(From “The Broke Costumer“, Friday July 14, 2017)
This is just a fun little post about our favorite neighbor, Ethel Mertz. As an apartment building owner and landlord along with husband Fred, she is quite busy during the day attending to housework and rent collecting, and making mischief with her best friend Lucy. Yes, I am an I Love Lucy fan. I have been watching reruns for 40 years, and have probably seen every episode at least a dozen times.
As housewives did in the 50s, Ethel would wear an easy care house dress to attend to her duties. In most episodes during the early seasons, when at home, Ethel wears a wrap around dress which ties in front, with handy dandy pockets. If you watch closely, she is very fond of putting her hands in these pockets!
My guess is that most, if not all, of these wrap dresses are made by Swirl. They advertise ease of wear: “Walk into it, Button Once, Wrap and Tie.” In the early 1940s they began making a garment called the Neat ‘n Tidy, and in 1944 the Swirl label were born. Actually, the Swirl was originally conceived as an apron. In the early 1950s, Swirl began making dresses, a quick and easy wrap for the busy homemaker. The basic dress design was always the same: A wrap-around that tied and fastened
The following are some screen shots of some of her best wrap dresses. Sorry, some are blurry depending on the clarity of the youtube/dailymotion videos. She did wear the same dress for 2 or 3 different episodes, in keeping with her character’s status.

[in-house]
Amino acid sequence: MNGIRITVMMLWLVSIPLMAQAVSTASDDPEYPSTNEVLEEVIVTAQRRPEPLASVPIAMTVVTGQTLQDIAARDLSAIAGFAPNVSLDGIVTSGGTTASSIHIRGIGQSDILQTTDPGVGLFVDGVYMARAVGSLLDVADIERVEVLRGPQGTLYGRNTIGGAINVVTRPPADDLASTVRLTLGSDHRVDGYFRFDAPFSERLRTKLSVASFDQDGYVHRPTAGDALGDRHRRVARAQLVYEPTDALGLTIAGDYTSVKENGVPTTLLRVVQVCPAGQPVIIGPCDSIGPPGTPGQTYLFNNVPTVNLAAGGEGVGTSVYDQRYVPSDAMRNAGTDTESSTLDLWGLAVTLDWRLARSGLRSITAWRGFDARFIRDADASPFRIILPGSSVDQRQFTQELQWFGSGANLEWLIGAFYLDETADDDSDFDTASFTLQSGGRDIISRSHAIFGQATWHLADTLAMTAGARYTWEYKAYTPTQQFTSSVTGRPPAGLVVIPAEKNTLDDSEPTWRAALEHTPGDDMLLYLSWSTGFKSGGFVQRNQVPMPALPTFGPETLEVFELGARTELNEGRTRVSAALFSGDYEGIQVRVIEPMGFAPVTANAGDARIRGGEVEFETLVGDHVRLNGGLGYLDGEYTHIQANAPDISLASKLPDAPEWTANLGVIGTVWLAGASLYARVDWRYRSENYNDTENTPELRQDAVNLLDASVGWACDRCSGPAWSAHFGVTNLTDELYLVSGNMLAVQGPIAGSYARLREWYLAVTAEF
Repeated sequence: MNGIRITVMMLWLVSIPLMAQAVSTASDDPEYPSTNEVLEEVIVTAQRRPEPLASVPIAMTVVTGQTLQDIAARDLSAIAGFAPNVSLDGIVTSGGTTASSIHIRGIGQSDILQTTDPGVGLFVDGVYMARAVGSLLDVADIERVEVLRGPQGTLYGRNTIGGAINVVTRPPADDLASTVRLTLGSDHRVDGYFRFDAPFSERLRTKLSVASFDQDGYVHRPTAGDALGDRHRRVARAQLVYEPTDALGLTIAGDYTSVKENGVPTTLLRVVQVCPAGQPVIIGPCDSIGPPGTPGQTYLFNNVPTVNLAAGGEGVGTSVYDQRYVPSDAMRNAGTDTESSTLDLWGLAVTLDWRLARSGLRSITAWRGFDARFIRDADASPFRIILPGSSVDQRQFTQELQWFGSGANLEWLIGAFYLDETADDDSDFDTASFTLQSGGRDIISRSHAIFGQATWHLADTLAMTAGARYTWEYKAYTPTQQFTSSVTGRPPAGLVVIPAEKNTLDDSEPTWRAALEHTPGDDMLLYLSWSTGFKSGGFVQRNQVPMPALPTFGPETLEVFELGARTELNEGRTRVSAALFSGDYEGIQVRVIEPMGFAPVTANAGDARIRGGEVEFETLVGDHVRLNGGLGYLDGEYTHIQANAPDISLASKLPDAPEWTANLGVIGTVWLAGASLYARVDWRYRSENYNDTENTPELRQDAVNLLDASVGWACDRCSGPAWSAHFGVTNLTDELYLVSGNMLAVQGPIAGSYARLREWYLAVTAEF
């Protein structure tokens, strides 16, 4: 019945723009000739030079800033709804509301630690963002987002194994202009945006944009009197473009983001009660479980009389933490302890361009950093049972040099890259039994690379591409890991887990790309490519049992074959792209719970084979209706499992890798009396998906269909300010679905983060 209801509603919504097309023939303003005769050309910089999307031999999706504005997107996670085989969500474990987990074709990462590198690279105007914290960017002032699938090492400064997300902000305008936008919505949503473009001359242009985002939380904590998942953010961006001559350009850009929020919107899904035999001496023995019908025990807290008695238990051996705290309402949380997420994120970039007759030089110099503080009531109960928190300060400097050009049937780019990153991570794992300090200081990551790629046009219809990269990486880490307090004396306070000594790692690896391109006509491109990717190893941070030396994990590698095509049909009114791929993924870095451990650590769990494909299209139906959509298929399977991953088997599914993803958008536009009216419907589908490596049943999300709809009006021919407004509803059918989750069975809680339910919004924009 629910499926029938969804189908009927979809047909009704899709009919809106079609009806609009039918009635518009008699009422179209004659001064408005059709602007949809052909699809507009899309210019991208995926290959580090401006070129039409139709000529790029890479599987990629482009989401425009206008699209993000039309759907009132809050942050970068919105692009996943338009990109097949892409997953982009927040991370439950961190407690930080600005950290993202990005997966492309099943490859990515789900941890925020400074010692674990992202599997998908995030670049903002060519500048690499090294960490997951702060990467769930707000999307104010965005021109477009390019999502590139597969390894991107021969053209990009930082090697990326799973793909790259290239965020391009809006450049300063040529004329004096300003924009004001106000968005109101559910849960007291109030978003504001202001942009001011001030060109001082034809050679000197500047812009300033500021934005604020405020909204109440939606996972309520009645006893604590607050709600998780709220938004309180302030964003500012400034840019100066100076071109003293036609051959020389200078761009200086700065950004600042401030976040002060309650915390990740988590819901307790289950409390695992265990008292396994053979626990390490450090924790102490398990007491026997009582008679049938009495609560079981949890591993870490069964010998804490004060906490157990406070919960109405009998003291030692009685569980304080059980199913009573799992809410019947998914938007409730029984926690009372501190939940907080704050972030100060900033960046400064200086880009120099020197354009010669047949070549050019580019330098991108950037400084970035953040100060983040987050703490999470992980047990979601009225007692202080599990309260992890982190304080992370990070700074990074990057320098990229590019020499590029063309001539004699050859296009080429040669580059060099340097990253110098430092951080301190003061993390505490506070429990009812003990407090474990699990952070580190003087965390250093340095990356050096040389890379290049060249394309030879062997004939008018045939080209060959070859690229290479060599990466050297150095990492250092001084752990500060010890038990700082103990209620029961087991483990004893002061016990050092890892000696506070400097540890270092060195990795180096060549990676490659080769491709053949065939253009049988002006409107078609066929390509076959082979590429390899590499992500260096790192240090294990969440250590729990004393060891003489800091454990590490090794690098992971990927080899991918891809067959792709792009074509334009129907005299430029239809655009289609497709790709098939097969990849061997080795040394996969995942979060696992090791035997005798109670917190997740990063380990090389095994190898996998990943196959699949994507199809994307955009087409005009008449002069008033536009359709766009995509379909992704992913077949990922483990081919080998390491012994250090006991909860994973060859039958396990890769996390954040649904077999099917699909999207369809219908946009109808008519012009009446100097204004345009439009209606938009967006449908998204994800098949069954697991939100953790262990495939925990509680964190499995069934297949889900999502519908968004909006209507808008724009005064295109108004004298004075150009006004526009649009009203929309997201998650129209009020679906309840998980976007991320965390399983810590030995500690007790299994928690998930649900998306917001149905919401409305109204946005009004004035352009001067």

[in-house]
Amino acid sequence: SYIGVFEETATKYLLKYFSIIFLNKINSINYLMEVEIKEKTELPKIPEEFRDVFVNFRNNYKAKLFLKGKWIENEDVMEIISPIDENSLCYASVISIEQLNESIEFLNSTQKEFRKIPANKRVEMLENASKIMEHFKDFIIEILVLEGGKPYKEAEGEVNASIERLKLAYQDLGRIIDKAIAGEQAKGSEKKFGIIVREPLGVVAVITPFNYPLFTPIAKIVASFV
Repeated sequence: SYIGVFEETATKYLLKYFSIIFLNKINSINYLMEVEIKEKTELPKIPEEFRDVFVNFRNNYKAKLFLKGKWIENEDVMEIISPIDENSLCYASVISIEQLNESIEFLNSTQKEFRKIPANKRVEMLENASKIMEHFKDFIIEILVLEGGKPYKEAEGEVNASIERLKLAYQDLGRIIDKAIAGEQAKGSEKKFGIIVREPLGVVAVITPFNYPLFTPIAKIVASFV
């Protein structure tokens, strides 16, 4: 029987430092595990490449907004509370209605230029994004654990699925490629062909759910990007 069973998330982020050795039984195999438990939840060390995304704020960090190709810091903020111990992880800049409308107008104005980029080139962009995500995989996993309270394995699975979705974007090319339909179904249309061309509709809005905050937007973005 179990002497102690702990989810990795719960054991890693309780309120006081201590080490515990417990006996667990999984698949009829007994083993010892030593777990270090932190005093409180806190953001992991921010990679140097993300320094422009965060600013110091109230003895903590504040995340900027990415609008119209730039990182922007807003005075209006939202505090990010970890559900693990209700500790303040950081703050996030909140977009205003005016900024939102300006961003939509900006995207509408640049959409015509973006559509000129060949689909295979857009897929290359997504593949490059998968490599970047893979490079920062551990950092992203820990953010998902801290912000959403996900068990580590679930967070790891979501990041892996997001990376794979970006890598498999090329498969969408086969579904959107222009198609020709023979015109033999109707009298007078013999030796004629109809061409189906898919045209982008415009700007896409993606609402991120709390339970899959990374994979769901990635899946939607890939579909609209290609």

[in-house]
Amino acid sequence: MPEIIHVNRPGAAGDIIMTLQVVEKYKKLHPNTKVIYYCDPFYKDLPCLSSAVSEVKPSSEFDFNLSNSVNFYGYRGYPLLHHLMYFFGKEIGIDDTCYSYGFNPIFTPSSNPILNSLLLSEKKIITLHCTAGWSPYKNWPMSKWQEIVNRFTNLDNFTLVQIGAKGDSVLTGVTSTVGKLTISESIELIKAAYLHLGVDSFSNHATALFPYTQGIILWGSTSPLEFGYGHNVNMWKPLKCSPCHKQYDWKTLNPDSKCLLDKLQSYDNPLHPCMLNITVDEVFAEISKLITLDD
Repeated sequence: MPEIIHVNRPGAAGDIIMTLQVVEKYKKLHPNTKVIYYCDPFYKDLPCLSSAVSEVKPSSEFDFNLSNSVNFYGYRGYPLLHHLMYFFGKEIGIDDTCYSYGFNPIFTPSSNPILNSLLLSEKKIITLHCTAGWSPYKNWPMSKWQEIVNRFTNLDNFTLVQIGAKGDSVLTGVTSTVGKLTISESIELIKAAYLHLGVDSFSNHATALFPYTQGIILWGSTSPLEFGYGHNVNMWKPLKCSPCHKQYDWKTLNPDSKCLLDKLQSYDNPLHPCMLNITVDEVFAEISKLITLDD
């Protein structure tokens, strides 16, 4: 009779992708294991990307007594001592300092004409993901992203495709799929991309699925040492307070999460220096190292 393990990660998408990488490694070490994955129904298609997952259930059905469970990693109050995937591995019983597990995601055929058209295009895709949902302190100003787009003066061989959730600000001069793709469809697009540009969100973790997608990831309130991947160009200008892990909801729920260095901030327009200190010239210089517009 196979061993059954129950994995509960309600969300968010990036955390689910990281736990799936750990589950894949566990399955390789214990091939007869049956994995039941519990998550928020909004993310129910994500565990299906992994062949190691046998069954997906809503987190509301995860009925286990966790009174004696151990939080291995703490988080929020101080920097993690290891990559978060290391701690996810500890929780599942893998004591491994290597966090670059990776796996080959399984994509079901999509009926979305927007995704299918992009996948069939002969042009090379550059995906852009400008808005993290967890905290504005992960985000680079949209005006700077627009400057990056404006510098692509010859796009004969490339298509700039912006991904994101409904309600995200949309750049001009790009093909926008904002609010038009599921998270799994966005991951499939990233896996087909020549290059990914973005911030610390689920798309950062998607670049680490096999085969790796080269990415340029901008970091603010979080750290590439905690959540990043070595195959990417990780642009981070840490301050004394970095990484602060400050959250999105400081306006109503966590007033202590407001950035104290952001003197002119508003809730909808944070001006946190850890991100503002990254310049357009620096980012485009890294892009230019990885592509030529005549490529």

This dress, above and right, has great detailing around the neckline. Note the signature pockets and tie. Below is a cute floral print and decorative collar. Below right, another dress with rows of trim around the neckline, and also around the hemline. Her hand is in her pocket here.
The Arrow Dress. This advertisement for Swirl is the same version of the dress Ethel wears in several episodes. One of my favorites.
Here, this Swirl dress ad is from 1951. Ethel is wearing the exact same dress, from two different episodes. I like the added flounce around the bottom. Ethel has her hands in her pockets again! She has both versions of this dress, the striped one in the ad is the last dress of this post.
Below is a cute V neck style with two rows of trim around the hem. I also love these stripes, below.
Below are some vintage Swirl dresses similar to Ethels.
Why does Lucy look so sad above? I think Ricky said she couldn’t afford a new dress. In the 1950s, a Swirl dress would set you back $9 dollars. That’s about $70 in today’s dollars. Lucy decides she better learn to sew so she can make her own, using this McCall’s pattern which closely matches Ethel’s dress. Here are a few more look-alike patterns available in the 1950s:
Trivia Quiz – Almost 20 years ago, I asked my boss at that time (also
Ok, enough wrap dresses. Did you guess the answer to the trivia question?
2. Ethel and Lucy go on TV to sell Aunt Martha’s salad dressing. They receive so many orders, they realize they will lose money because they didn’t figure postage into the price. They load up shopping carts and knapsacks, and put on roller skates to deliver the jars personally. Lucy grabs Ethel’s hand and says, “Come, Ethel Roberta!”
3. Lucy and Ethel as co-presidents of their club, decide to do a duet on a television variety show featuring club members. They accidentally buy the same dress, and both promise to exchange them for different dresses (which of course they don’t). When Ethel gets ready to leave for the TV station, she is wearing the dress. Fred looks at her and says “Why Ethel Louise Mertz!”
Good night, Ethel!